Interesting comment above on the vulnerabilty of the sensor. Are they easily damaged? Perhaps a home made cover superglued on might be an idea !.....
 
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Andy-Mat

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I'd say hub for commute. These motors are as near bullet proof as you'll get. Plus you don't have the motor dictating your cadence range. With a pas system, at the end of a long working day, you can ghost peddle home if you want.
I have 3 front hubs (none used for commutting 'cos I'm self employed) one with 7k miles plus on it. No issues, no broken spokes, no broken forks. That said if/when I convert again it will be a rear hub.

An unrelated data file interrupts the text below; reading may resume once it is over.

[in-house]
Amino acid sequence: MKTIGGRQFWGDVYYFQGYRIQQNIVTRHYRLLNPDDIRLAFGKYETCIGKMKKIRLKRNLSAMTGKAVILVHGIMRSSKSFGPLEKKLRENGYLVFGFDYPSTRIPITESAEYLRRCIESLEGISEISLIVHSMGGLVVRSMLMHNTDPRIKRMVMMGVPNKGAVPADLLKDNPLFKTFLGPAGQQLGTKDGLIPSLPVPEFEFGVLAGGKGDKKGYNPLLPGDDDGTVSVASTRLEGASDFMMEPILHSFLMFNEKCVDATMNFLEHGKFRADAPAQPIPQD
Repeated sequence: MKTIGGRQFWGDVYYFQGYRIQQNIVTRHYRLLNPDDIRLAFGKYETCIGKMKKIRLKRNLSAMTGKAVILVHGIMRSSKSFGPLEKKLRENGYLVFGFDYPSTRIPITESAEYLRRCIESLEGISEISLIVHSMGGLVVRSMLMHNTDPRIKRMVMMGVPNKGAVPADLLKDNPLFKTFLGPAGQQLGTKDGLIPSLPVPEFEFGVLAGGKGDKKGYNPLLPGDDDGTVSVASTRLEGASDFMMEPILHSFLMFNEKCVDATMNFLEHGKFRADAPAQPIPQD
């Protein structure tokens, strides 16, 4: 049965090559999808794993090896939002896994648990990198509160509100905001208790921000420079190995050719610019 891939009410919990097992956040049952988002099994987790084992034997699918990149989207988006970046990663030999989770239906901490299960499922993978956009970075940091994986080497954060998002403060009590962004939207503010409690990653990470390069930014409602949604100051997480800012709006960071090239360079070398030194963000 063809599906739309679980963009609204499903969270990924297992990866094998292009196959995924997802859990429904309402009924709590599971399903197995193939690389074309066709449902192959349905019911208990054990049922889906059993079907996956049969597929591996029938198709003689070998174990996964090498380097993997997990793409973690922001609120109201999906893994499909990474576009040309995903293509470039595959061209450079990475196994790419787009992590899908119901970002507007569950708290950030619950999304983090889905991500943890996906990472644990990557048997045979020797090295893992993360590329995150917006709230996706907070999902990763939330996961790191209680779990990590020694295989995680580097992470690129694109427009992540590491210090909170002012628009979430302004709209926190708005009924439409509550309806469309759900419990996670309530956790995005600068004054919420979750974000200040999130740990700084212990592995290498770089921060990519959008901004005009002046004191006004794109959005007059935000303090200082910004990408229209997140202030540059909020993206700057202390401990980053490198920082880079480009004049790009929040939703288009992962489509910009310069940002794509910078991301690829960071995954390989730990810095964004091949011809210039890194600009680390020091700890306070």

I also prefer hub, and both of mine have rear hub, which from a technical viewpoint I prefer, except if I get a rear puncture, though I can usually repair without removing the wheel....
Andy
 

Andy-Mat

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Isn’t riding a hub motor bike without the means to pedal assist illegal?
As you actually have to pedal to get the PAS to operate, who is going to notice?
But if you wish to remain legal, you can walk if you wish, but I would be astounded if the police even said anything after seeing no chain!!!
Its the best reason to have hub over mid motor I find, plus of course the generally lower maintenance costs of course!
I have never had a bike with a torque sensor, does anyone here know if you can "fool" it with something like say a tie wrap, if the chain breaks?
Andy
 

Woosh

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I have never had a bike with a torque sensor, does anyone here know if you can "fool" it with something like say a tie wrap, if the chain breaks?